Child development specialists said while new laws such as the Protection of Children from Sexual Offences (POCSO) Act, 2012, emphasise mandatory reporting of child abuse but most cases at homes go unreported. 

Rekha Vijayakar, director, Abled Disabled All People Together (ADAPT), an NGO, said teachers often notice injuries children’s bodies and summon their parents, but the matter seldom goes to the police. “The extent of violence meted out at homes by parents would be considered a crime in foreign countries,” said Vijayakar. “Children are mercilessly beaten up in an attempt to discipline them or out of frustration.” 

Adding that some parents show an extremely callous attitude towards disabled children, Vijayakar said, “We see parents from affluent homes ignoring the needs of their differently-abled children. But there are no mechanisms to report about such incidents.”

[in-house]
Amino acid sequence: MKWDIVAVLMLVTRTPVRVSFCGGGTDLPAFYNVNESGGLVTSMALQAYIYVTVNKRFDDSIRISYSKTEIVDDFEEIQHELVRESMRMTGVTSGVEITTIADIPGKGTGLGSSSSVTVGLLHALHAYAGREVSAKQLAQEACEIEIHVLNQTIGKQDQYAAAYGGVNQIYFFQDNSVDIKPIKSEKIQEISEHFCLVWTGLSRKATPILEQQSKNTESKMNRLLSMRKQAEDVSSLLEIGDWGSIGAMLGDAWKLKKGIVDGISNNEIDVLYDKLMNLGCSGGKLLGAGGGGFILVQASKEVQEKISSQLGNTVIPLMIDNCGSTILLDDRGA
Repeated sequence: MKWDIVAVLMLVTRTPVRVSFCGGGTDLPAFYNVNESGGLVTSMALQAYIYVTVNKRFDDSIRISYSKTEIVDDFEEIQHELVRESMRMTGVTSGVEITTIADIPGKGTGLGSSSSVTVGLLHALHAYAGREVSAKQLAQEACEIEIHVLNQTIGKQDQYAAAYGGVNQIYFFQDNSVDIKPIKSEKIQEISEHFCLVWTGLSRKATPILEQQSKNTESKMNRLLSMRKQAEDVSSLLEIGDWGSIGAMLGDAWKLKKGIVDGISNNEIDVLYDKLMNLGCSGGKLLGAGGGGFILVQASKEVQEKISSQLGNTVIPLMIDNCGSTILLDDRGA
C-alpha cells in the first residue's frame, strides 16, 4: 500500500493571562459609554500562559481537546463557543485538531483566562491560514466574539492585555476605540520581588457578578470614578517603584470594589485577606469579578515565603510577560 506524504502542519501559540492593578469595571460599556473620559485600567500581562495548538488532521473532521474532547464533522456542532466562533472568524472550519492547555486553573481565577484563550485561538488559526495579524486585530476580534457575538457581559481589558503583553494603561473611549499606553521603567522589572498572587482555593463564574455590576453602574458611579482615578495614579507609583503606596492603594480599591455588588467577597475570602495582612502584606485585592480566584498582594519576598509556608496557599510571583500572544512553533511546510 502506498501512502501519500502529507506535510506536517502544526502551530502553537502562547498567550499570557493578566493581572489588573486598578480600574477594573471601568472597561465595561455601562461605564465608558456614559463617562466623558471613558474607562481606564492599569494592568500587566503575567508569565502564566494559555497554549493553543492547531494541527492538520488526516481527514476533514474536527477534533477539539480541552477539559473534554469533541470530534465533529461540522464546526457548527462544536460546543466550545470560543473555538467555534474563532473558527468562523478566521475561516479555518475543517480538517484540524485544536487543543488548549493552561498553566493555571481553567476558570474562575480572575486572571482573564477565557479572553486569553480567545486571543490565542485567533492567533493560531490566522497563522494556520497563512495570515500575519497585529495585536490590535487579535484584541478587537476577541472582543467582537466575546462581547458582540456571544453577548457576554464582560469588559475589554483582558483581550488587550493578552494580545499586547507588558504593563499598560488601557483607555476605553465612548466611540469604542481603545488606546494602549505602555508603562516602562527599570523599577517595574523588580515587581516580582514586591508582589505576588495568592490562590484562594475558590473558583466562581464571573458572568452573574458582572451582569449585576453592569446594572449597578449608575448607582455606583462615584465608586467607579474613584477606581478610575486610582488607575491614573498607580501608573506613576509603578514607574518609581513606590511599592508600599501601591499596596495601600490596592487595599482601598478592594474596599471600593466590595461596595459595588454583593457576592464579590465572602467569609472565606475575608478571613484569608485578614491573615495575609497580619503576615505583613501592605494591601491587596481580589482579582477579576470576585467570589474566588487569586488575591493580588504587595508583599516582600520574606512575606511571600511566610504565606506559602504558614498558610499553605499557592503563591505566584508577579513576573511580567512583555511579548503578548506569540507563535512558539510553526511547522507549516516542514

It is easier for parents to get away with violence, compared to teachers or school staff, said educators. “All we can do is summon the parents and warn them that violence at home will not be tolerated,” said Rohan Bhat, chairperson, Children’s Academy Group of Schools, Kandivli and Borivli. 

Schools admit that only a few children speak up against abuse, despite complaint boxes being available on campus, where they can report anonymously. “We act immediately if we receive a complaint, but in many cases, children are afraid to speak out,” said Father Francis Swamy, principal, St Mary’s School (Mazgaon). 

Children are most vulnerable at their workplace and susceptible to exploitation and violence, the study adds. Around 13% of respondents feared being verbally abused by employers, 11% are afraid that they won’t be paid and 10% fear losing jobs. “Children working as domestic workers are beaten up most often,” said Farida Lambay, co-founder, Pratham NGO, which rescues child labourers.